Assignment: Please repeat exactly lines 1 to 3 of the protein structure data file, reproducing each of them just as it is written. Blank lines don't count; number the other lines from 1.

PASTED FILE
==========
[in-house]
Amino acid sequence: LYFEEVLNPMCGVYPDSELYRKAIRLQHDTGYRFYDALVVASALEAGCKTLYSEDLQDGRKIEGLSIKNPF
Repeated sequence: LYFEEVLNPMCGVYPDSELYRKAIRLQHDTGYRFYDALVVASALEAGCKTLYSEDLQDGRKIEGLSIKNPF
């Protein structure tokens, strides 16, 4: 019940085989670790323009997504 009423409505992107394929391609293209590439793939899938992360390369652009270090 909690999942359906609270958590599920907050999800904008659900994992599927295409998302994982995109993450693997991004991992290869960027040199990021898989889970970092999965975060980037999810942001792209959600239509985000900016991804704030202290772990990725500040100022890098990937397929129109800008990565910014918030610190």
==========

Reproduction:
[in-house]
Amino acid sequence: LYFEEVLNPMCGVYPDSELYRKAIRLQHDTGYRFYDALVVASALEAGCKTLYSEDLQDGRKIEGLSIKNPF
Repeated sequence: LYFEEVLNPMCGVYPDSELYRKAIRLQHDTGYRFYDALVVASALEAGCKTLYSEDLQDGRKIEGLSIKNPF